Norse Myth Part 1: Norse Cosmology

Caption reads "The Ash Yggdrasil". T...

"The Ash Yggdrasil". The world tree Yggdrasil and some of its inhabitants. (Photo credit: Wikipedia)

Sorry about the post being late, homework got the better of me this weekend, but here is the beginning of my series on Norse myth!

The cosmology in Norse religion consists of nine worlds held together by Yggdrasil, possibly one of the coolest names ever for a tree, otherwise known as the World Tree. What kind of tree Yggdrasil was varies from interpretation to interpretation, but a common version is that Yggdrasil was a gigantic ash-tree.

Yggdrasil has numerous important functions in Norse myth beyond holding the universe together, a fairly

important function in and of itself. Yggdrasil connects the nine worlds as well as holds them up.

Many creatures call Yggdrasil their home. In the branches at the top of the tree lives an eagle and underneath the tree reside numerous snakes, who eat its branches, and the dragon Nidhogg, who eats corpses and gnaws at the roots of Yggdrasil. A squirrel named Ratatosk acts as a messenger between the eagle and Nidhogg. There are also four deer named Dain, Dvalin, Duneyr and Durathror live on Yggdrasil and eat its leaves.

The gods used the base of the World Tree as a place to go gather and take care of their “things.” A thing was an assembly where the gods made judgments and discussed their affairs.

Yggdrasil has special significance for Odin, the leader of Aesir gods. He hung himself from the tree while impaled by his own spear for nine days and nights in order to gain wisdom in the form of nine powerful songs/spells (for future reference nine is a very important number in Norse myth in case you could not tell).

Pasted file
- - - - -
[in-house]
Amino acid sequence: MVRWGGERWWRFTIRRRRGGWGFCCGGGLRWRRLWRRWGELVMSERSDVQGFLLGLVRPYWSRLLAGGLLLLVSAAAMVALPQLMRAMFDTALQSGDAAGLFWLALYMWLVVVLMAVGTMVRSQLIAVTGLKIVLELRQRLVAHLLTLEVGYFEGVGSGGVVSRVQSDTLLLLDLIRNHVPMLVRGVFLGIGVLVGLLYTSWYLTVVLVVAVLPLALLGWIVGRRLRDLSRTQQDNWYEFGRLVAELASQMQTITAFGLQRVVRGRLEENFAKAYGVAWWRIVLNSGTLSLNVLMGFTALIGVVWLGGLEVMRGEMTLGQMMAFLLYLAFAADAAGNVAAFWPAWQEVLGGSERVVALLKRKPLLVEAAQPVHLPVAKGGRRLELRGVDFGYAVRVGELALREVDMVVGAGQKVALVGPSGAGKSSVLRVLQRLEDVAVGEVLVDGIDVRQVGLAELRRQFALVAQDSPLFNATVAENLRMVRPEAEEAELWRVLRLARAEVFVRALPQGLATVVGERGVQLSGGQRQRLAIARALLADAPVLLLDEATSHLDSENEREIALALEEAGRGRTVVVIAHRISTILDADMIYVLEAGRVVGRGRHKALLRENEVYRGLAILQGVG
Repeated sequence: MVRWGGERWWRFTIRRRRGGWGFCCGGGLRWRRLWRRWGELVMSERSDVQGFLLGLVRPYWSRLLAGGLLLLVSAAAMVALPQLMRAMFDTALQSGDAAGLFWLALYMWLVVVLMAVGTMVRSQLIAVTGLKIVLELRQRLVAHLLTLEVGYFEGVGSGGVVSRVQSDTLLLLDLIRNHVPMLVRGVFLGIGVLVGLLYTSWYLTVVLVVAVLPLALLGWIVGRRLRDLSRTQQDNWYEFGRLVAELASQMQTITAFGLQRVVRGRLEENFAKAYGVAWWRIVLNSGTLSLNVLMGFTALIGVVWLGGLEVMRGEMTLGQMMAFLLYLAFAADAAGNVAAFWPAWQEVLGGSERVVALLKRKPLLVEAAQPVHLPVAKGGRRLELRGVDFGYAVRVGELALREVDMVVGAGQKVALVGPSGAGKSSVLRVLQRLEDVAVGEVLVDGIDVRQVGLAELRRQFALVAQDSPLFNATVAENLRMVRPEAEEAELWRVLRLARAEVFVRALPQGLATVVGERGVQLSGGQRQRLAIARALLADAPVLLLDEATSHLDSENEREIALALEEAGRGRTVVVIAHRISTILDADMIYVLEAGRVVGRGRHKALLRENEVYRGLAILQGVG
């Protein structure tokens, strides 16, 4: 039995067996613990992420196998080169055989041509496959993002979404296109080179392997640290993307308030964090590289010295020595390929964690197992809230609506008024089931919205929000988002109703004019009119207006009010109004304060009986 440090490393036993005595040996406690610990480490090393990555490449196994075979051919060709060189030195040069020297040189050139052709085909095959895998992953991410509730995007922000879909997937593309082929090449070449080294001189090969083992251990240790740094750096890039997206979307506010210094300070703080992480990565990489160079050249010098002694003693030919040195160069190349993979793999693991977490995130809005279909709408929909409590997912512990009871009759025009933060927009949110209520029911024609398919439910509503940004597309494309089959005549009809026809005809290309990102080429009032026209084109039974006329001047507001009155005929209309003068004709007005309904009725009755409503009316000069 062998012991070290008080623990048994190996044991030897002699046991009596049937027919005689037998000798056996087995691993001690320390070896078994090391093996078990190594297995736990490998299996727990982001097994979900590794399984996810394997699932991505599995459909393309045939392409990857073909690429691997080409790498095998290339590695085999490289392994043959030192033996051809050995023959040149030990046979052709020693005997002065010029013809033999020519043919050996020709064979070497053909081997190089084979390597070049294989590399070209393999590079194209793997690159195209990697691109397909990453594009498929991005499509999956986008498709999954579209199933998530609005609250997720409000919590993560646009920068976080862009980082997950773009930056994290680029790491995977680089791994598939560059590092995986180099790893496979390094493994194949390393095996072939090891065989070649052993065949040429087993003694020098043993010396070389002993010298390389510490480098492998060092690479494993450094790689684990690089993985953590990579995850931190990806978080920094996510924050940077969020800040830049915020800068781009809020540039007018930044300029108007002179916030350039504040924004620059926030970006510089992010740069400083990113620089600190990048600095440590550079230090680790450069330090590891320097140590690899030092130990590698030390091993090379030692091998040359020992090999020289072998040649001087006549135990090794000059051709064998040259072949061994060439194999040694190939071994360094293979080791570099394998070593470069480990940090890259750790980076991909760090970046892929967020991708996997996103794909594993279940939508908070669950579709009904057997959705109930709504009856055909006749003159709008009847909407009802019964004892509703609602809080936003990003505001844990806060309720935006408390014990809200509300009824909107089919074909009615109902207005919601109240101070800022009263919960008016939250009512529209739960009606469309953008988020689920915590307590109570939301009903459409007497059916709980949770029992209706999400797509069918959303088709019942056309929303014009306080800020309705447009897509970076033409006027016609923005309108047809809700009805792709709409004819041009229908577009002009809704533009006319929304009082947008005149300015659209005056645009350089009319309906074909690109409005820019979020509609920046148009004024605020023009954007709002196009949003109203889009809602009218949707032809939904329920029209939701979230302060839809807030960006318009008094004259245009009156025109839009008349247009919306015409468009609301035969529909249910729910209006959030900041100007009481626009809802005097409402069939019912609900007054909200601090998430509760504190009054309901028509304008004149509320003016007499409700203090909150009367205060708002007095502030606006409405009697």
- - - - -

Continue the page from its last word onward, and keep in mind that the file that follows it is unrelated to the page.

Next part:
It is not totally clear what happens to Yggdrasil during Ragnarok (the final battle between the Aesir gods and the giants, the end of the world), but two humans do survive Ragnarok by hiding within the World Tree, or at least there is a reference to a location called Hoddmímis holt that may be the same as Yggdrasil. I will say more on Ragnarok in a later post.

The Nine Worlds:

1. Muspellsheimr: World of Muspell (fire, realm of Surtr)

2. Alfheim: World of the Ljósálfr (‘light elf’)

3. Vanaheimr: World of the Vanir (the less known group of gods)

4. Asgard: World of the Æsir (the more well known group of gods including Odin and Thor)

5. Midgard: World of the Maðr (‘human’)

6. Jǫtunheimr: World of the Jǫtunn (‘giant’, home of the giants)

7. Svartálfaheimr: World of the Svartálfar (‘dark elves’, aka Dvergar ‘dwarves’)

8. Hel: World of Hel (the realm of the dead)

9. Niflheim: World of Nifl (arctic ‘mist’ and ice, where the giant named Hel rules from)

(List comes from Wikipedia and information from Lindow)

I will describe the nine worlds in greater detail later, but if you have any questions feel free to ask me and I will try to answer. If there are any topics you would like me to discuss in particular, then let me know. The topic for this next week will be the creation story, where I will also talk about at least a few of the nine worlds in greater detail.

Until then have a good week and DFTBA!

Matt

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About dmmaster42

I'm a fantasy/fiction/philosophical writer.
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9 Responses to Norse Myth Part 1: Norse Cosmology

  1. Pingback: Elves And Angels: The Shinning Ones | Anunnaki Files

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  8. I think my favorite part of Yggdrasil was the Well of Urd, or Well of Wyrd. Norse Mythology is amazing to me, and you probably now this, but Middle Earth was based on Midgar (it is another name used for Midgar as well as Middle Garden). I have a similar post I am going to bring over from my other blog musing on what it would be like to be a Valkyrie, you should check it out.

  9. Pingback: Norse code: a handy glossary of mythical terms | As You Were

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